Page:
Doñana National Park Provinces of Huelva and Seville Andalusia N/A 685; 1994, 2005 (extended); vii, ix, x The park consists of the delta region where the Guadalquivir River reaches the Atlantic Ocean. It is home to a diverse variety of biotopes, such as lagoons, marshlands, dunes, and maquis. The park is one of the largest heronries in the Mediterranean region and holds more than 500,000 water fowl during the winter period. [32]
Pirineos – Monte Perdido Province of Huesca Aragon (shared with France) N/A 773; 1997, 1999 (extended); iii, iv, v, vii, viii The site contains the Pyrenees mountain chain along the French-Spanish border. The Spanish portion contains two of the largest canyons in Europe, while the French side contains three large cirque walls [33]
Historic Walled Town of Cuenca Cuenca Castile-La Mancha 12th to 18th centuries 781; 1996; ii, v The Moors built the fortified city in the early 8th century, and it was captured by the Christians in the 12th century. The cathedral is the first Gothic example in Spain. The town is also famous for its casas colgadas, houses that hang over the edge of a cliff. [34][35]
La Lonja de la Seda de Valencia Valencia Valencia 15th and 16th centuries 782; 1996; i, iv La Lonja (or Llotja in Valencian language) de la Seda means Silk Exchange in English, and the group of Gothic buildings demonstrate the wealth of Valencia as an important Mediterranean and European mercantile city in the period. [36][37]
Las Médulas Ponferrada Castile and León 1st to 3rd centuries 803; 1997; i, ii, iii, iv The Romans established a gold mine and worked the site for two centuries. They used an early form of hydraulic mining and cut aqueducts in the rock cliffs to provide water for the operations. The Romans left in the early 3rd century, leaving sheer cliff faces and mining infrastructure that is intact today. [38][39]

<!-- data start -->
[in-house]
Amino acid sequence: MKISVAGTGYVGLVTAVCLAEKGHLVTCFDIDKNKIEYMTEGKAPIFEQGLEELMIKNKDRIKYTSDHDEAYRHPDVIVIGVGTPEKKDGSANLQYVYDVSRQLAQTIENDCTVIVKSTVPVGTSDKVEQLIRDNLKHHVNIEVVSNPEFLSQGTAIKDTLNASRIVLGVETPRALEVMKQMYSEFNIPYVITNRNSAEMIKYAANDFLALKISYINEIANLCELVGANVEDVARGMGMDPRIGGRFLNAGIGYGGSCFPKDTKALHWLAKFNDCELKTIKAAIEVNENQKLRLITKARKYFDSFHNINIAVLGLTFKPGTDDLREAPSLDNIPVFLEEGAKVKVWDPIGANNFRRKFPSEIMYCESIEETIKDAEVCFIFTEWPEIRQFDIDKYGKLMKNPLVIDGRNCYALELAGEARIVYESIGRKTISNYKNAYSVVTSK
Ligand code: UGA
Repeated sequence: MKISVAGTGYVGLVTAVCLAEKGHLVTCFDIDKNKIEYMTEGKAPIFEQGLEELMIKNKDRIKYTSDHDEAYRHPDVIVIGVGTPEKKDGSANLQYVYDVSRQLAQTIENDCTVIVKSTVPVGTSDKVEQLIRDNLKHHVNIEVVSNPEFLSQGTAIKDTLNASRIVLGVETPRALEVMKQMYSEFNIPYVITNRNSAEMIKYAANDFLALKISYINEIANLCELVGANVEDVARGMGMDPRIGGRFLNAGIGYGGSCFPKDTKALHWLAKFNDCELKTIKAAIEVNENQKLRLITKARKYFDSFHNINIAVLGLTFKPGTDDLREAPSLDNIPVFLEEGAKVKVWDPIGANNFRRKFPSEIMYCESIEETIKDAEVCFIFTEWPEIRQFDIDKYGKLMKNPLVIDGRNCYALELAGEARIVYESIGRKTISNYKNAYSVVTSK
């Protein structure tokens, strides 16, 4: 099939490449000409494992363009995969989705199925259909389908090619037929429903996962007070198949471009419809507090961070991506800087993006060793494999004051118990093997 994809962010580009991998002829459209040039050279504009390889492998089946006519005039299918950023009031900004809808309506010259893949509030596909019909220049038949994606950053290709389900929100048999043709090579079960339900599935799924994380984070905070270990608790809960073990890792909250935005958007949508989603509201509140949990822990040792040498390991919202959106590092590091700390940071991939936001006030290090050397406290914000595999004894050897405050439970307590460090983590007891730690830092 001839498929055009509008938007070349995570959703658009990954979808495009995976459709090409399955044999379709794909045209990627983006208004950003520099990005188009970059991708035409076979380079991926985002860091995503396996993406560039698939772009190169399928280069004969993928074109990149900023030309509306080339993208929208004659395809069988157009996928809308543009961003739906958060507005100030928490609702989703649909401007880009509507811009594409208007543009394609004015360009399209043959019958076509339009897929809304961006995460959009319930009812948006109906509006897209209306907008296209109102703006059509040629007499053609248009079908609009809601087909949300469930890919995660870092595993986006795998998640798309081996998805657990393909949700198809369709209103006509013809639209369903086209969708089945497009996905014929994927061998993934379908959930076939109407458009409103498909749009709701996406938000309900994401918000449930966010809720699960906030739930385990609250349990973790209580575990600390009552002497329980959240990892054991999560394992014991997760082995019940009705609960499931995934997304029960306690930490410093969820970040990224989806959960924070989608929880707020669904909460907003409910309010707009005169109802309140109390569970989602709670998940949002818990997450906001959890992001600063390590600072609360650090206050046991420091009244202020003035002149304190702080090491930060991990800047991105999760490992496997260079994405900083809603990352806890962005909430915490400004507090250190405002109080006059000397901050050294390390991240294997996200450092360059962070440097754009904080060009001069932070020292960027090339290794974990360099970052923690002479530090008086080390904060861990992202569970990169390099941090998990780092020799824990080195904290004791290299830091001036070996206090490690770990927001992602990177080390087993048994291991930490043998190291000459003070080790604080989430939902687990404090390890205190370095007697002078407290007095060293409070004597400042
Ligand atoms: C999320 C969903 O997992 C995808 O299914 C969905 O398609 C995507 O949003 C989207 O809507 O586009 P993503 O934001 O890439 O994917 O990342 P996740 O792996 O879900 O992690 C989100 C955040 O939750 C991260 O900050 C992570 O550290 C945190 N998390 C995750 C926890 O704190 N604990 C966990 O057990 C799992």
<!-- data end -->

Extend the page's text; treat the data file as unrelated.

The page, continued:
Palau de la Música Catalana and Hospital de Sant Pau, Barcelona Barcelona Catalonia 20th century 804; 1997; i, ii, iv Both buildings were constructed in the early 20th century and designed by Lluís Domènech i Montaner in the modernist Art Nouveau movement that was very popular in Barcelona in that period. The two buildings are Montaner's most famous works. [40]
San Millán Yuso and Suso Monasteries San Millán de la Cogolla La Rioja 6th to 16th centuries 805; 1997; ii, iv, vi The original Suso monastery was founded in the mid-6th century, and is the location where the Glosas Emilianenses were written. The codixes are considered the first written examples of the Spanish and Basque languages, and the monastery is considered the birthplace of written and spoken Spanish. The newer Yuso monastery was built in the 16th century. [41]
Prehistoric Rock-Art Sites in the Côa Valley and Siega Verde Castile and León (shared with Portugal) Palaeolithic 866; 1998, 2010 (extended); i, iii The original 1998 listing contained examples of Upper Palaeolithic rock art in the Côa Valley of Portugal. In 2010 it was extended to include 645 engravings in the archaeological zone of Siega Verde in Spain. The two sites represent the most well-preserved collection of open-air Palaolithic art in the Iberian peninsula. [42]
Rock Art of the Mediterranean Basin on the Iberian Peninsula Andalusia, Aragon, Castile-La Mancha, Catalonia, Murcia, and Valencia Prehistoric 874; 1998; iii The site includes over 750 examples of rock art from the late prehistoric period, which feature images ranging from geometric shapes to scenes of men hunting animals. [43][44]